Yangon, Myanmar

I’m not sure what I expected of Myanmar, but it’s not what I got. Opened to tourists only three years ago, I expected it to be much more in the past than it is. I am so pleasantly surprised by everything about it.

Like in Chiang Mai, there was a Taxi Meter service counter directly outside arrivals. Our taxi cost 9000 kyat, or £4.50, and took us around an hour to get to our hotel (mainly because of the Friday evening traffic).

We’re staying at the Lotus Bed & Breakfast located in Downtown Yangon. I couldn’t fault it if I tried. The room, and the bathroom (finally) are immaculate, the front desk are incredibly helpful, answering all of our questions and arranging a bus to Bagan for us, and it’s cheap. $35 Between us with a breakfast included, great value for money. Our host even offered that when we return to Yangon in a few days, although we aren’t staying overnight, we can leave our bags and shower here if we wish.

We wandered around the city earlier, the weather is shocking but we’re from the West coast of Scotland so we’re more than used to rain. The city is in the midst of construction, every second building is either half built or being demolished. The roads are much calmer here, the buses are older than my mother, falling apart and they don’t stop for anybody; a “screamer” leans out the open side door shouting locations and pulls you on board.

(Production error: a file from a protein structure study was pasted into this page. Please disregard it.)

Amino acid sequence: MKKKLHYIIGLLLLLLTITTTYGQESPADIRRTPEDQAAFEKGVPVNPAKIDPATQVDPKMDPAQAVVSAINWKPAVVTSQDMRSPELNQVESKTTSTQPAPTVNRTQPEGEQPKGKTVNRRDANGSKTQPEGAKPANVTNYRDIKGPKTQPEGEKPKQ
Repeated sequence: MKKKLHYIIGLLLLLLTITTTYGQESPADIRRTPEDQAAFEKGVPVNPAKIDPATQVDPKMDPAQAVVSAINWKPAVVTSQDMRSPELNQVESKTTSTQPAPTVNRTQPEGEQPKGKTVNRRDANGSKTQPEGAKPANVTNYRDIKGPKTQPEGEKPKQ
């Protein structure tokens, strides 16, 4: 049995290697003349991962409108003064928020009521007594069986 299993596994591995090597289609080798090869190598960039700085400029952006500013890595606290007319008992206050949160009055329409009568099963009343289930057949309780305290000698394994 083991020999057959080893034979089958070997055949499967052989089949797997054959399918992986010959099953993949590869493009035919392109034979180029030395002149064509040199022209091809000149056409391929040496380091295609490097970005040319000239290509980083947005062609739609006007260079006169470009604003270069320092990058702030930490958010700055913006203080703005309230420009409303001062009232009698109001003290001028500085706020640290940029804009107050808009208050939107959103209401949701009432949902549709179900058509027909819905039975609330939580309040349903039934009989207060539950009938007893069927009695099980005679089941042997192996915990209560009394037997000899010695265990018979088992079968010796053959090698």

We visited the Boutatong Padoga at a cost of $3 each, the temple was stunning but I felt it wasn’t as clean as those we have visited in other countries – whether this was a result of the weather or the construction all around it I’m unsure. The Padoga is directly beside the Yangon River which we went to see, and then returned to the B&B via a street food market for a shower and some food before catching the bus to Bagan this evening.

The bus cost 40,000 kyat for us both, or £20. It left five minutes before 8, which is a first here in Asia. It was spotless, didn’t have a toilet and so smelled lovely and was comfortable, coming with a pillow and blanket. We made only one stop at an actual service station with lots of food outlets around 10pm and arrived in Bagan at 4.30am.


9 thoughts on “Yangon, Myanmar

  1. Sounds really good. It’s interesting to see that the country is so open for tourists already and everything seems to work just fine. Especially as the country is still quite cheaped compared to other countries, I’m looking forward to traveling there soon, too!

  2. Pingback: BAGAN – CAIT
    1. Definitely worth a visit! Yangon is still very much in the process of being built up, but Bagan is incredible and Inle and Mandalay are too!

  3. You would be amazed how much it has changed, and some isn’t for the good of Yangon. I have worked in Myanmar since 2014, and Yangon has changed so much, a new airport, so many hotels, shopping malls, even has a Hard Rock Cafe and a Harry’s bar.

    1. Ah, I’m sad to hear that. There was an immense amount of construction going on when I was there. I absolutely loved getting out into the countryside. Thanks for commenting!

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